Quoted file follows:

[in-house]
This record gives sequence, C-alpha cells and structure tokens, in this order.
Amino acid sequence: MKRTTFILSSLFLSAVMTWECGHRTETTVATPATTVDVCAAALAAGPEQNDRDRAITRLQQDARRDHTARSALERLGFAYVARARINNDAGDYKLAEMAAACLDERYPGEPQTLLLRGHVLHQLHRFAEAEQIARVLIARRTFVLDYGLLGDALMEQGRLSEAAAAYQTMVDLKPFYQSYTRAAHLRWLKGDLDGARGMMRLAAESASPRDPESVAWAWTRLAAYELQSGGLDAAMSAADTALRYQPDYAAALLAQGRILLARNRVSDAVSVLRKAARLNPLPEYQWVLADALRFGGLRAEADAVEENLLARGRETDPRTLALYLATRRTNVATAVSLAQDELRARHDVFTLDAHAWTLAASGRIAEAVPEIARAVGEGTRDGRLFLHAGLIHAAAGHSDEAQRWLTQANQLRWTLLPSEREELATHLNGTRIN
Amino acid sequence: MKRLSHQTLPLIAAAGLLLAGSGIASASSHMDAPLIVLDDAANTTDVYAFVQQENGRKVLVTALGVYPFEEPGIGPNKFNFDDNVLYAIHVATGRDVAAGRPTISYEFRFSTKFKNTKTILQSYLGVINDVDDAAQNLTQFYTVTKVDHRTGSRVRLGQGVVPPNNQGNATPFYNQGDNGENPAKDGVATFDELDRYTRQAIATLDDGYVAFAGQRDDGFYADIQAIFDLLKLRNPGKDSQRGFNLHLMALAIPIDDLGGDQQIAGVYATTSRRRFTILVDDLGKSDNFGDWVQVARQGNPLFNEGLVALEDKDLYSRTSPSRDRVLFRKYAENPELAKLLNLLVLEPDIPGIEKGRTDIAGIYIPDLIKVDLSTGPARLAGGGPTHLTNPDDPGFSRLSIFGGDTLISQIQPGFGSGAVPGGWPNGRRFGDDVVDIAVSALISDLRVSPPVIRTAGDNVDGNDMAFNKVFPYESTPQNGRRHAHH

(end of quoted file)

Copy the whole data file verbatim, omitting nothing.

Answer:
[in-house]
This record gives sequence, C-alpha cells and structure tokens, in this order.
Amino acid sequence: MKRTTFILSSLFLSAVMTWECGHRTETTVATPATTVDVCAAALAAGPEQNDRDRAITRLQQDARRDHTARSALERLGFAYVARARINNDAGDYKLAEMAAACLDERYPGEPQTLLLRGHVLHQLHRFAEAEQIARVLIARRTFVLDYGLLGDALMEQGRLSEAAAAYQTMVDLKPFYQSYTRAAHLRWLKGDLDGARGMMRLAAESASPRDPESVAWAWTRLAAYELQSGGLDAAMSAADTALRYQPDYAAALLAQGRILLARNRVSDAVSVLRKAARLNPLPEYQWVLADALRFGGLRAEADAVEENLLARGRETDPRTLALYLATRRTNVATAVSLAQDELRARHDVFTLDAHAWTLAASGRIAEAVPEIARAVGEGTRDGRLFLHAGLIHAAAGHSDEAQRWLTQANQLRWTLLPSEREELATHLNGTRIN
Amino acid sequence: MKRLSHQTLPLIAAAGLLLAGSGIASASSHMDAPLIVLDDAANTTDVYAFVQQENGRKVLVTALGVYPFEEPGIGPNKFNFDDNVLYAIHVATGRDVAAGRPTISYEFRFSTKFKNTKTILQSYLGVINDVDDAAQNLTQFYTVTKVDHRTGSRVRLGQGVVPPNNQGNATPFYNQGDNGENPAKDGVATFDELDRYTRQAIATLDDGYVAFAGQRDDGFYADIQAIFDLLKLRNPGKDSQRGFNLHLMALAIPIDDLGGDQQIAGVYATTSRRRFTILVDDLGKSDNFGDWVQVARQGNPLFNEGLVALEDKDLYSRTSPSRDRVLFRKYAENPELAKLLNLLVLEPDIPGIEKGRTDIAGIYIPDLIKVDLSTGPARLAGGGPTHLTNPDDPGFSRLSIFGGDTLISQIQPGFGSGAVPGGWPNGRRFGDDVVDIAVSALISDLRVSPPVIRTAGDNVDGNDMAFNKVFPYESTPQNGRRHAHH